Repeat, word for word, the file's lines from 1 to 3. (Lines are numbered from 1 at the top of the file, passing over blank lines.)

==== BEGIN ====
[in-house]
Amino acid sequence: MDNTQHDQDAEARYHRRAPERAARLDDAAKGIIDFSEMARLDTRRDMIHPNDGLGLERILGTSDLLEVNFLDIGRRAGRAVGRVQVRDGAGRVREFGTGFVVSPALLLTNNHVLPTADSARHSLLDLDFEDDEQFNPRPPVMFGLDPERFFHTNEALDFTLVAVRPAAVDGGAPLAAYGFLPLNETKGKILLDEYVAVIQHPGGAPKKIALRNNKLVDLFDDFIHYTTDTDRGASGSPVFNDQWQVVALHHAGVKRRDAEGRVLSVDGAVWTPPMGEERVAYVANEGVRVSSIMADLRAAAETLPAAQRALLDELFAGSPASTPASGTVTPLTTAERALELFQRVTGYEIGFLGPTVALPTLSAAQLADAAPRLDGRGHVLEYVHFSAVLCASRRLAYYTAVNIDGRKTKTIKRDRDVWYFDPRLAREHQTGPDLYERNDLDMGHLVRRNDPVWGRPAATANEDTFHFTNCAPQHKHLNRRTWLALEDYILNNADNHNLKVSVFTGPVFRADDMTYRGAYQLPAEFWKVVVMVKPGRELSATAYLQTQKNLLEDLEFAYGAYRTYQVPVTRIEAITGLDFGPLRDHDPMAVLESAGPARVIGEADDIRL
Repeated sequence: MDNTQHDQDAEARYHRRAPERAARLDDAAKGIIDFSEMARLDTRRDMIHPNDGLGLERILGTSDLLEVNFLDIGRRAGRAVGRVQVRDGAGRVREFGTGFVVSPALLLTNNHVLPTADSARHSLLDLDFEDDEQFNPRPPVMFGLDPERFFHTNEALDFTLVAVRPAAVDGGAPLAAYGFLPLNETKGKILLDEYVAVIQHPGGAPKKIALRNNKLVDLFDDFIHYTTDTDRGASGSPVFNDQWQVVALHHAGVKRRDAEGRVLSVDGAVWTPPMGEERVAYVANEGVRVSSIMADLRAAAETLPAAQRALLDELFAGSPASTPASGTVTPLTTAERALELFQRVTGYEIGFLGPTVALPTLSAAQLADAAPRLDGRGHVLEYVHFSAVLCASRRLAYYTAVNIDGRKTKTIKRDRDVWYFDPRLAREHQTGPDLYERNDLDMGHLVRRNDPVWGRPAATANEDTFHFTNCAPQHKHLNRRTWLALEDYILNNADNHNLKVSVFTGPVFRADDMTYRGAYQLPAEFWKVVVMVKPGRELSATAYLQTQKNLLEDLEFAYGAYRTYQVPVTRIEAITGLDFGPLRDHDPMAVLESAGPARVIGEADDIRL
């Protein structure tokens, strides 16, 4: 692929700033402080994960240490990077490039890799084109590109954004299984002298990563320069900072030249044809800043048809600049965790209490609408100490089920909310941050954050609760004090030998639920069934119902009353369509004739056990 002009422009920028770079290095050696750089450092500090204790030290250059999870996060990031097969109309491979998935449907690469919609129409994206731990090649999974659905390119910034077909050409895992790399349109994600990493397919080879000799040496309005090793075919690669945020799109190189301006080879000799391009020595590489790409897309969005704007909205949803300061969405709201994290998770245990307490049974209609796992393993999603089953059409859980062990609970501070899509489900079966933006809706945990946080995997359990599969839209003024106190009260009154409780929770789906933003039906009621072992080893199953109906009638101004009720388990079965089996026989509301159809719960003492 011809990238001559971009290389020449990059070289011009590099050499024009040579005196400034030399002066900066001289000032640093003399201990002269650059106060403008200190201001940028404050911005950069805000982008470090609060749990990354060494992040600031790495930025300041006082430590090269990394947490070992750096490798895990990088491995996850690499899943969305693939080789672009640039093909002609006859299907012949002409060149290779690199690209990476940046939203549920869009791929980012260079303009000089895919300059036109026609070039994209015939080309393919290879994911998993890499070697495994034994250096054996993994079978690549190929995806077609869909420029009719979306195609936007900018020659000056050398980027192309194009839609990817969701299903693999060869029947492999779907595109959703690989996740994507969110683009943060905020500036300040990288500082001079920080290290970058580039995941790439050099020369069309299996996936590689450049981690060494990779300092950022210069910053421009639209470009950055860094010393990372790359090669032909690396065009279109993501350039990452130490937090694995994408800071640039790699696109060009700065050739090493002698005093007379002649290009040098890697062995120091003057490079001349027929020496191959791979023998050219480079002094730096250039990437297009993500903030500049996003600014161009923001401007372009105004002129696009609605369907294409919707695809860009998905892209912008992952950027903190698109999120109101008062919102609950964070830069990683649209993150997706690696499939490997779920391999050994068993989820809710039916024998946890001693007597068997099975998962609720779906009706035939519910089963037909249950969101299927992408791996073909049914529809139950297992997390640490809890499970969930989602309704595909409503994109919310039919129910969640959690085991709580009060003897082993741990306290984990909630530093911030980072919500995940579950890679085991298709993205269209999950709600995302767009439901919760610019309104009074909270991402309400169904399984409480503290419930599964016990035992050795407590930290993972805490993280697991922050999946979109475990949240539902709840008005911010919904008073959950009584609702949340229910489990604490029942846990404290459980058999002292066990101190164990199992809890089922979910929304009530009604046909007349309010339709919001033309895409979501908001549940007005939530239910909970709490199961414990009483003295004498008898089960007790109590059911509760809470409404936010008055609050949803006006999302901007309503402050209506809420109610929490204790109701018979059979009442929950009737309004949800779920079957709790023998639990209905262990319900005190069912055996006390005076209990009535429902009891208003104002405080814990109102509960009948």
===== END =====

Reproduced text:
[in-house]
Amino acid sequence: MDNTQHDQDAEARYHRRAPERAARLDDAAKGIIDFSEMARLDTRRDMIHPNDGLGLERILGTSDLLEVNFLDIGRRAGRAVGRVQVRDGAGRVREFGTGFVVSPALLLTNNHVLPTADSARHSLLDLDFEDDEQFNPRPPVMFGLDPERFFHTNEALDFTLVAVRPAAVDGGAPLAAYGFLPLNETKGKILLDEYVAVIQHPGGAPKKIALRNNKLVDLFDDFIHYTTDTDRGASGSPVFNDQWQVVALHHAGVKRRDAEGRVLSVDGAVWTPPMGEERVAYVANEGVRVSSIMADLRAAAETLPAAQRALLDELFAGSPASTPASGTVTPLTTAERALELFQRVTGYEIGFLGPTVALPTLSAAQLADAAPRLDGRGHVLEYVHFSAVLCASRRLAYYTAVNIDGRKTKTIKRDRDVWYFDPRLAREHQTGPDLYERNDLDMGHLVRRNDPVWGRPAATANEDTFHFTNCAPQHKHLNRRTWLALEDYILNNADNHNLKVSVFTGPVFRADDMTYRGAYQLPAEFWKVVVMVKPGRELSATAYLQTQKNLLEDLEFAYGAYRTYQVPVTRIEAITGLDFGPLRDHDPMAVLESAGPARVIGEADDIRL
Repeated sequence: MDNTQHDQDAEARYHRRAPERAARLDDAAKGIIDFSEMARLDTRRDMIHPNDGLGLERILGTSDLLEVNFLDIGRRAGRAVGRVQVRDGAGRVREFGTGFVVSPALLLTNNHVLPTADSARHSLLDLDFEDDEQFNPRPPVMFGLDPERFFHTNEALDFTLVAVRPAAVDGGAPLAAYGFLPLNETKGKILLDEYVAVIQHPGGAPKKIALRNNKLVDLFDDFIHYTTDTDRGASGSPVFNDQWQVVALHHAGVKRRDAEGRVLSVDGAVWTPPMGEERVAYVANEGVRVSSIMADLRAAAETLPAAQRALLDELFAGSPASTPASGTVTPLTTAERALELFQRVTGYEIGFLGPTVALPTLSAAQLADAAPRLDGRGHVLEYVHFSAVLCASRRLAYYTAVNIDGRKTKTIKRDRDVWYFDPRLAREHQTGPDLYERNDLDMGHLVRRNDPVWGRPAATANEDTFHFTNCAPQHKHLNRRTWLALEDYILNNADNHNLKVSVFTGPVFRADDMTYRGAYQLPAEFWKVVVMVKPGRELSATAYLQTQKNLLEDLEFAYGAYRTYQVPVTRIEAITGLDFGPLRDHDPMAVLESAGPARVIGEADDIRL